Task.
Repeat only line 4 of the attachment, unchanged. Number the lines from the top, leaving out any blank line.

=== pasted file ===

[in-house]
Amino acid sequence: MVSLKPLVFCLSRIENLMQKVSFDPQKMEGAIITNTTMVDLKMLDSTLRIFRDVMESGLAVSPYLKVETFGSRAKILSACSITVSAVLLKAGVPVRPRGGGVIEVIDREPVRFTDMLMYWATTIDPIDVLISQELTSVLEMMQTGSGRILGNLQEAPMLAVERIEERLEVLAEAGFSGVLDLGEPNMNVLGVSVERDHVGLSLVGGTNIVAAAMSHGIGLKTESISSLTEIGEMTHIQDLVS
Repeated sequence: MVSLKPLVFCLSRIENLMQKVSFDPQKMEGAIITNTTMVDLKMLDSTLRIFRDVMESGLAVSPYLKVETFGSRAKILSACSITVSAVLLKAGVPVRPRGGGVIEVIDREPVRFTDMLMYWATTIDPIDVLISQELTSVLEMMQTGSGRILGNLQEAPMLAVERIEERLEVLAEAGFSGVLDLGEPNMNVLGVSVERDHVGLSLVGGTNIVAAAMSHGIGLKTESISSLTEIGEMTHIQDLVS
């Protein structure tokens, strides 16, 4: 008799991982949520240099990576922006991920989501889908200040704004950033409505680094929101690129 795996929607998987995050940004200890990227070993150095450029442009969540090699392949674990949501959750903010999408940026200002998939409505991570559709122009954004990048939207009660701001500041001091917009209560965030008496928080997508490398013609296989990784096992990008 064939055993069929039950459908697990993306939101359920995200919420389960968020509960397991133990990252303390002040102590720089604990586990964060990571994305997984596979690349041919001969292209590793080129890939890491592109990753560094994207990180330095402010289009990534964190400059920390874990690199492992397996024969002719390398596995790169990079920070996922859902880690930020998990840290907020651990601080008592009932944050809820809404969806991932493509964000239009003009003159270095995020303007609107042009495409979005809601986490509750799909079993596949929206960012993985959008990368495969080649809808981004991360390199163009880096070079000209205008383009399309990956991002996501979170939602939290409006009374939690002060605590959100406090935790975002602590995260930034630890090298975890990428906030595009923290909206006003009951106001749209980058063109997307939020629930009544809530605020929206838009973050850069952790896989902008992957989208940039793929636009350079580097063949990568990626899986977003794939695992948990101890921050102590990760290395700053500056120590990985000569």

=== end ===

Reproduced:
């Protein structure tokens, strides 16, 4: 008799991982949520240099990576922006991920989501889908200040704004950033409505680094929101690129 795996929607998987995050940004200890990227070993150095450029442009969540090699392949674990949501959750903010999408940026200002998939409505991570559709122009954004990048939207009660701001500041001091917009209560965030008496928080997508490398013609296989990784096992990008 064939055993069929039950459908697990993306939101359920995200919420389960968020509960397991133990990252303390002040102590720089604990586990964060990571994305997984596979690349041919001969292209590793080129890939890491592109990753560094994207990180330095402010289009990534964190400059920390874990690199492992397996024969002719390398596995790169990079920070996922859902880690930020998990840290907020651990601080008592009932944050809820809404969806991932493509964000239009003009003159270095995020303007609107042009495409979005809601986490509750799909079993596949929206960012993985959008990368495969080649809808981004991360390199163009880096070079000209205008383009399309990956991002996501979170939602939290409006009374939690002060605590959100406090935790975002602590995260930034630890090298975890990428906030595009923290909206006003009951106001749209980058063109997307939020629930009544809530605020929206838009973050850069952790896989902008992957989208940039793929636009350079580097063949990568990626899986977003794939695992948990101890921050102590990760290395700053500056120590990985000569």